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NEEMO: | Home | Facilities | Teams | History | Journals | EVAs
Behind the ScenesBehind the ScenesTrainingNEEMOBehind the ScenesTrainingNEEMOTrainingNeutral Buoyancy Lab
IMAGE:  NEEMO 7 crewmembers prepare for a dive
NEEMO 7 crewmembers wave as they prepare for a training dive off the Florida Keys.
*NEEMO 7 Journals
*Aquanaut Profile: Mike Barratt

NEEMO 7 Journals

NEEMO 7, Mike Barratt
Day 1, Monday, October 4, 2004

We survived the first day of real training more or less unscathed. We had a brief introduction with the NURC staff, and got a feeling for how many people and how much work it takes to put a mission like ours together. This was followed by a swim test run by a very experienced dive master known as “Otter.” Expect to hear more about this salty dog. I’m not sure if he has a real name, but he is sharp about diving and the sea, and seems way too comfortable in the water. No “gimme’s”; we are known as “aquanaut candidates” until he is satisfied. Actually this makes it that much more gratifying when you get something right and he gives you a thumbs up.

After getting checked out on the twin tanks and manifold system we will be using for dives from the habitat, we hopped aboard the vessel, Research Diver, and headed offshore to Conch Reef in the area of the Aquarius habitat. Since we are training in the same gear we plan to use for our dives from the habitat, we were in dive skins and full wet suits; making a real exercise in heat stress sitting on a boat in the full Florida sun, getting the rest of your gear together and awaiting your turn.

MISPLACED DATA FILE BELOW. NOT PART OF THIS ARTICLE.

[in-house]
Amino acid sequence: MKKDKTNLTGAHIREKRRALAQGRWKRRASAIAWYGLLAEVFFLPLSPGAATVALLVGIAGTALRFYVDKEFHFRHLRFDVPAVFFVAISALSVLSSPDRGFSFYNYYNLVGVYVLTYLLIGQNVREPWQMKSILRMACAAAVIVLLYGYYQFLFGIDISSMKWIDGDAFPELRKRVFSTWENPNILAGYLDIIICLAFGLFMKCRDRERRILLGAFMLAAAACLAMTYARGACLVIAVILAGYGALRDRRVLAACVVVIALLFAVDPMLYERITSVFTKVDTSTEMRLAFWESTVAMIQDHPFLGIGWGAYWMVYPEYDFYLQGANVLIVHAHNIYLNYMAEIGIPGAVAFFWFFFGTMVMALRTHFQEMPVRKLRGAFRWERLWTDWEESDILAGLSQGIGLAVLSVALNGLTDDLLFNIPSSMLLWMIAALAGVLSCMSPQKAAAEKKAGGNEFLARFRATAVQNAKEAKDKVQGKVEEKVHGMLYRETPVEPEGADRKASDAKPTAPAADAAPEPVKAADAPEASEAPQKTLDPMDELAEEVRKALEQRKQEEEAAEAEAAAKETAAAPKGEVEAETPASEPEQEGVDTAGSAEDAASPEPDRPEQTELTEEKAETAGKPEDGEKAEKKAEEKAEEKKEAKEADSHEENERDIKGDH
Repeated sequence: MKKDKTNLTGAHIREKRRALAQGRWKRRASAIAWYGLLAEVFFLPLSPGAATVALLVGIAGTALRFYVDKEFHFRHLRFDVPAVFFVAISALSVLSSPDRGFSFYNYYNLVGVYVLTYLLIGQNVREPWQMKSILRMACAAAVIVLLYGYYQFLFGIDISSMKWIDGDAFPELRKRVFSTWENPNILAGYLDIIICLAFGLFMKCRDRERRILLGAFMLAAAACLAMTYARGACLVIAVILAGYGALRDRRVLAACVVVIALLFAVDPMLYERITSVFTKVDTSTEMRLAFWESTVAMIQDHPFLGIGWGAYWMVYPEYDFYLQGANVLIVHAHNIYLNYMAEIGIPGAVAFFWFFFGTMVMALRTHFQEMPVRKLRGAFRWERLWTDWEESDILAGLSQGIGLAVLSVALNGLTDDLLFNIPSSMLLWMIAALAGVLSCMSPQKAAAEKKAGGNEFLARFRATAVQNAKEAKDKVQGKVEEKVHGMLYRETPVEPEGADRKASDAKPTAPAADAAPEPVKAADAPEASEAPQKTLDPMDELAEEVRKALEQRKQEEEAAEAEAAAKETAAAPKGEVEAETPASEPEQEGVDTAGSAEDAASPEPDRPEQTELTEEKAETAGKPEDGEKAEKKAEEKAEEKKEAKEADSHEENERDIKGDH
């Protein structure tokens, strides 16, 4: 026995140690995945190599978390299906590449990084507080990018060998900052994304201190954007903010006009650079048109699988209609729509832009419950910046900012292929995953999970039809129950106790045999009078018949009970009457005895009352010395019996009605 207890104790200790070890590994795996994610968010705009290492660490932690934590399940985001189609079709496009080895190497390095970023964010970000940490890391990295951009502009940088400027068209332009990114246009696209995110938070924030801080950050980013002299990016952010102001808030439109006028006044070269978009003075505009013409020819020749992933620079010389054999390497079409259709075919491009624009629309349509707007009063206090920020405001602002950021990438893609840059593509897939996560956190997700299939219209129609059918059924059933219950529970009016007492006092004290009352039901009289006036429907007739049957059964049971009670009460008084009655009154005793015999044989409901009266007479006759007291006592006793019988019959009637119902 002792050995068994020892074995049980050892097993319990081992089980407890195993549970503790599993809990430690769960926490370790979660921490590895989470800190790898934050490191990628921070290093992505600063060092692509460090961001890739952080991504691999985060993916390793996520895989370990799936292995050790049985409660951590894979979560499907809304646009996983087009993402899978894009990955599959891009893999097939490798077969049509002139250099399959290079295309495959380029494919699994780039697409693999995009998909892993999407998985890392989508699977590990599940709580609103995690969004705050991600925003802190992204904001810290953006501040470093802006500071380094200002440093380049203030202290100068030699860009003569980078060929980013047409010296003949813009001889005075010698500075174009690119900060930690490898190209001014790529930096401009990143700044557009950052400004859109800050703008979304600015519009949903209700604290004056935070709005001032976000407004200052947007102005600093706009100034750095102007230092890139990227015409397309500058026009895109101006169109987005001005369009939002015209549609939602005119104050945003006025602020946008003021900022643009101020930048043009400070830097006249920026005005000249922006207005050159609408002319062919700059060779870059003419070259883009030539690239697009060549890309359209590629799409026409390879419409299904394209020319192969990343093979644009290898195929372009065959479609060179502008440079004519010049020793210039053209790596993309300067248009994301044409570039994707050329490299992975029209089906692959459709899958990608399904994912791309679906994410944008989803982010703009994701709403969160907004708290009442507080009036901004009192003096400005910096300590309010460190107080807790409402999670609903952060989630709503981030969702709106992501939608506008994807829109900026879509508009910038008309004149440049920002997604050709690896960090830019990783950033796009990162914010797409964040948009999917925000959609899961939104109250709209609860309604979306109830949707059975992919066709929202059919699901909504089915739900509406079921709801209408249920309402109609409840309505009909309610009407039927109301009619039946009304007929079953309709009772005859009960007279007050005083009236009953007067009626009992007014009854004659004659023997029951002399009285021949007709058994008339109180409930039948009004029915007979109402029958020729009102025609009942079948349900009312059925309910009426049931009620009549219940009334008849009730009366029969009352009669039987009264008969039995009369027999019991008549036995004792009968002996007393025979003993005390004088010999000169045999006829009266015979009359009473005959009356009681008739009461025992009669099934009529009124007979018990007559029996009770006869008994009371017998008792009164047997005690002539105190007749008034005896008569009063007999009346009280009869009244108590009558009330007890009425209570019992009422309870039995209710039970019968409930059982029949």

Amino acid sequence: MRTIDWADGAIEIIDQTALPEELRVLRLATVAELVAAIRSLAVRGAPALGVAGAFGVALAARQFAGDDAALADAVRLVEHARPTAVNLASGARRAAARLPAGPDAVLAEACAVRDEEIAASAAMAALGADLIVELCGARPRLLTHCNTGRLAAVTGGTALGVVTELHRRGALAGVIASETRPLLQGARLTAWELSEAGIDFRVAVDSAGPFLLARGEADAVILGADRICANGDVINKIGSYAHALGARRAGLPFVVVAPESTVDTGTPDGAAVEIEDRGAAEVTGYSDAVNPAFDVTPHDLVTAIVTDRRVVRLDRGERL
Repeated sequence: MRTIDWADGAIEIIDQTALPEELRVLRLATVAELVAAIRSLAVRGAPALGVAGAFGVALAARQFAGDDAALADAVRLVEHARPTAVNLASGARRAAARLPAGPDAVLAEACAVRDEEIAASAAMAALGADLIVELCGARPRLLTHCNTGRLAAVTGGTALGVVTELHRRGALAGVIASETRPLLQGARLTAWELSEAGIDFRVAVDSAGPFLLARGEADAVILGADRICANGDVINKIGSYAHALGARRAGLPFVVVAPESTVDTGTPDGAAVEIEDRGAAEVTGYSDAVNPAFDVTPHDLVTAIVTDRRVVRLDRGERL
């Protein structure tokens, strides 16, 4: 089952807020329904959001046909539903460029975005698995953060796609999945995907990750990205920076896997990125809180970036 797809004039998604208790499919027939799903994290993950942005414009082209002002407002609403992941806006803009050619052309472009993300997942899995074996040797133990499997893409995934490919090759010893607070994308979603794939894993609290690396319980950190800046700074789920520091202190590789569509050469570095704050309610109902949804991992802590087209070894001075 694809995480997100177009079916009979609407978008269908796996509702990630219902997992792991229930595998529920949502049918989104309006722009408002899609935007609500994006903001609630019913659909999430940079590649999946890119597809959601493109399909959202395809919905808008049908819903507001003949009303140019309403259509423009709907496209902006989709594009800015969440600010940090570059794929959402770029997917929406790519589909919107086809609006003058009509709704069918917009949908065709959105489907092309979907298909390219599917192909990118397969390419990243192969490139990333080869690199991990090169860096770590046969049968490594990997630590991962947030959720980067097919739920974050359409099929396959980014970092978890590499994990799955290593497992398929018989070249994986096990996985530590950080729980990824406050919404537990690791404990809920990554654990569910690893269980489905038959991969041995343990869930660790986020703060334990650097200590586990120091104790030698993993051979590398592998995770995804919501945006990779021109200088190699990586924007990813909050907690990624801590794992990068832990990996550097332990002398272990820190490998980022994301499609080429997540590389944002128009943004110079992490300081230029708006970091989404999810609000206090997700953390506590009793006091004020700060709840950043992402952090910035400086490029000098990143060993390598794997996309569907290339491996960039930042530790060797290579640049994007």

IMAGE: NEEMO 7 Mission Specialist Mike Barratt
NEEMO 7 Mission Specialist Mike Barratt.

What a relief to get in the water! It is great to dive below the chop and slop of the surface waves and drop toward the reef. We did a few drills sitting on the bottom, making sure we could reach our valves and regulators, clear our mask, buddy breathe, and manage our buoyancy.

Diving in saturation basically means we remain at a depth where our bodies become saturated with nitrogen to the point that we cannot come to the surface without a long period of time at intermediate pressures to gradually breathe out the excess nitrogen. This avoids decompression sickness, or "the bends." For our NEEMO mission, where our habitat is about 45 feet deep, we remain at depth and save our decompression until the end of the 11 days, so we only pay once. But it means we live in a virtual box constrained by depth; we cannot go deeper than 95 or shallower than 40 feet. As such, buoyancy control is really important to us, to avoid rising to the surface or sinking below our limit. This is one of the practices we must nail down during these training dives from the surface and follow cold, no exceptions.

After the dive, we spent the remainder of the day doing medical training with Dr. Anvari and our own crewmember, Dr. McKinley. The focus of our mission is telemedicine and telerobotics, and one of the things we are learning is to perform a gall bladder removal through endoscopes following the guidance of a surgeon (Dr. Anvari) over a broadband internet connection. Just like the mission, it's all about shifting gears. The variety, of course, is part of what makes the job fun and interesting; there's no such thing as a routine day.

Curator: Kim Dismukes | Responsible NASA Official: John Ira Petty | Updated: 10/29/2004
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